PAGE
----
- Governor Cuomo Announces Nearly $1 Billion Commitment to Long-Term Funding of Solar Energy in New York
- May 20, 2014 | Authors: Jason W. Allen; Justus J. Britt
- Law Firms: Foley & Lardner LLP - Milwaukee Office ; Foley & Lardner LLP - Los Angeles Office
New York Governor Andrew Cuomo announced on April 24, 2014, a nearly $1 billion commitment to further expand the state’s solar energy industry by providing long-term funding certainty with the goal of boosting existing businesses and attracting new investments to New York. The $1 billion will be committed to the NY-Sun Initiative, the public-private partnership launched in 2012 to expand the renewable energy market in New York State while working to bring down the costs of the technology and build capability in the State of New York.
“This $1 billion investment underscores New York’s commitment to growing the clean energy economy. By providing long-term funding certainty, the state is attracting private sector investment, creating new economic opportunities and supporting sustainable development,” Gov. Cuomo said in a statement.
“The NY-Sun Initiate coupled with our determination to modernize the utility industry moves New York to a market-based, decentralized approach in advancing energy policy,” said Richard Kauffman, Chairman of Energy and Finance for New York.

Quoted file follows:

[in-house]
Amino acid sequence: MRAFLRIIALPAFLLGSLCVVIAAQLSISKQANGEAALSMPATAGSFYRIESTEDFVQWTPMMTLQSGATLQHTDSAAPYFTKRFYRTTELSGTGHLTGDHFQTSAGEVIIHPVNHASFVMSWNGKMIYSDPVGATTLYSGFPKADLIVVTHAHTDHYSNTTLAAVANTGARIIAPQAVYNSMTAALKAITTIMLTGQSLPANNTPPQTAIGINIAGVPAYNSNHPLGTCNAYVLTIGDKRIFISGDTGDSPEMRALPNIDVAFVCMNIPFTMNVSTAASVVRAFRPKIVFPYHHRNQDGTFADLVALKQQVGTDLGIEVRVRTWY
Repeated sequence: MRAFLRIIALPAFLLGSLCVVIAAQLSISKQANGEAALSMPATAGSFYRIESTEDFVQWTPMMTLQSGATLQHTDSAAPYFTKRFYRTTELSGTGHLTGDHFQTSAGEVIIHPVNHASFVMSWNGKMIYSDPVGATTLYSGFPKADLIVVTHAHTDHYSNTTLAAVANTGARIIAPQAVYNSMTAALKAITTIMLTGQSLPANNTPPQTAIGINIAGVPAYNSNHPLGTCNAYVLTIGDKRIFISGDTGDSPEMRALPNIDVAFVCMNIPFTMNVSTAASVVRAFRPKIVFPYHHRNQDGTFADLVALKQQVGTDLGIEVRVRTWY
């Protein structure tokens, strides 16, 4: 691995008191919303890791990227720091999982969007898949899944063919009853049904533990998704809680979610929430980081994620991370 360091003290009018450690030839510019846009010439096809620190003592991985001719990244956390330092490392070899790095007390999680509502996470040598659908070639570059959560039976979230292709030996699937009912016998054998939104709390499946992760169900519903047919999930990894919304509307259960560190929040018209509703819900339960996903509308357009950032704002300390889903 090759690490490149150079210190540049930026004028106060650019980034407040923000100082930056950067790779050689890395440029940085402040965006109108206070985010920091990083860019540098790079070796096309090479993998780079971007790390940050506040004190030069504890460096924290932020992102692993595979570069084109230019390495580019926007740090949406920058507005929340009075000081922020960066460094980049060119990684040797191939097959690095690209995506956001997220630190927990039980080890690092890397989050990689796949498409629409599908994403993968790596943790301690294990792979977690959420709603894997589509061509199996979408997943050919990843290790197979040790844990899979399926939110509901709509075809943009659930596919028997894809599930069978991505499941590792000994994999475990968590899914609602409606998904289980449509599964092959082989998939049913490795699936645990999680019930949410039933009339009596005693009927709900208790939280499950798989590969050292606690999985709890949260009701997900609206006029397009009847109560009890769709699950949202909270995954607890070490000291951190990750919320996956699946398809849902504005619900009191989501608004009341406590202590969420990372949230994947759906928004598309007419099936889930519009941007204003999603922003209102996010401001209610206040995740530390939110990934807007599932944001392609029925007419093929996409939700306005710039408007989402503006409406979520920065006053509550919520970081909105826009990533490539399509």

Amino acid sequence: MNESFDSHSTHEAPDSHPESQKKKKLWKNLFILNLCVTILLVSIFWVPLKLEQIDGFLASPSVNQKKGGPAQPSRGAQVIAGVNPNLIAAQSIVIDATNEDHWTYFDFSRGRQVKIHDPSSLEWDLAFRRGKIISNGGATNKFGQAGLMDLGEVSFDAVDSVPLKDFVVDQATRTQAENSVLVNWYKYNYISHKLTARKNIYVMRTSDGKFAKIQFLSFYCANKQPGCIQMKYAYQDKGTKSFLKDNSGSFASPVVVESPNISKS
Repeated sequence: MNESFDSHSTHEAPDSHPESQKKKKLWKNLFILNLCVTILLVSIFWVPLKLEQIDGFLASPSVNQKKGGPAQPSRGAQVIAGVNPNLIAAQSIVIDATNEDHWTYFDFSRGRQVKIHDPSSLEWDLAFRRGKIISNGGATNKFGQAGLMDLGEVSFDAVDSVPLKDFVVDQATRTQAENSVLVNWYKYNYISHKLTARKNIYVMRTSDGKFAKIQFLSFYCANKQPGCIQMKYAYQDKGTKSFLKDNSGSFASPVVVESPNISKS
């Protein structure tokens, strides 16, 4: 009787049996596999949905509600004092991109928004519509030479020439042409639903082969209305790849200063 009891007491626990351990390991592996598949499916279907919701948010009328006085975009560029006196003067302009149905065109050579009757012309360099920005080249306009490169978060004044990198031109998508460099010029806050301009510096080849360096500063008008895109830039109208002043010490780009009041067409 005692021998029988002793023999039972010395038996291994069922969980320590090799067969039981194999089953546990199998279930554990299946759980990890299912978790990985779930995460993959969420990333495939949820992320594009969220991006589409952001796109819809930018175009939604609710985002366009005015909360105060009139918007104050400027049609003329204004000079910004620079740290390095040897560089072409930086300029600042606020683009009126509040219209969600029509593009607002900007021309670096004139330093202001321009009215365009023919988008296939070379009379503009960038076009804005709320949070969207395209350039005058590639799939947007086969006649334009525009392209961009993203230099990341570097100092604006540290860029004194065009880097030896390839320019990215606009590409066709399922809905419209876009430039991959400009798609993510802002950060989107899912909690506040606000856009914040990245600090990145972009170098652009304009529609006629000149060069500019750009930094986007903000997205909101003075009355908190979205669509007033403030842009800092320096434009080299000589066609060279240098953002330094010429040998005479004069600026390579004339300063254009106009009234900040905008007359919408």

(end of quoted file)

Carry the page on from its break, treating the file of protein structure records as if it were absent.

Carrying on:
In conjunction with Gov. Cuomo’s announcement, the Public Service Commission (the “PSC”) approved an order to dramatically change the state’s current incentive-based solar programs implemented by the New York State Energy Research and Development Authority. The PSC’s order is intended to create a long-term roadmap to transition from government-sponsored energy programs to market-based sustainable solutions for the solar industry by providing stable funding over a 10-year period.
This will be achieved by transitioning to a “Megawatt Block incentive structure” that allocates MWs to specific regions of the state, breaks those regional MW targets into blocks to which incentives are assigned, and awards incentives based upon the block in effect at the time.
This new structure will provide allocations on a regional basis in three categories: 1)residential photovoltaic projects up to 25 kW; 2) non-residential photovoltaic projects up to 200 kW; and 3) systems in excess of 200 kW. According to the Governor’s statement, each allocation will be based on historic demand, market potential, installed cost per watt and equity. As the blocks are fulfilled, incentives will decline at the rate the market will bear, with the hope to enable the market to grow at its own pace.
According to the Governor’s statement, “[t]he MW Block approach provides certainty and transparency regarding incentive levels to the industry, accounts for regional market differences, provides a clear signal to industry that New York intends to eliminate cash incentives in a reasonable timeframe and allows for the elimination of those incentives sooner in regions where market conditions can support it, based on market penetration, demand and payback.”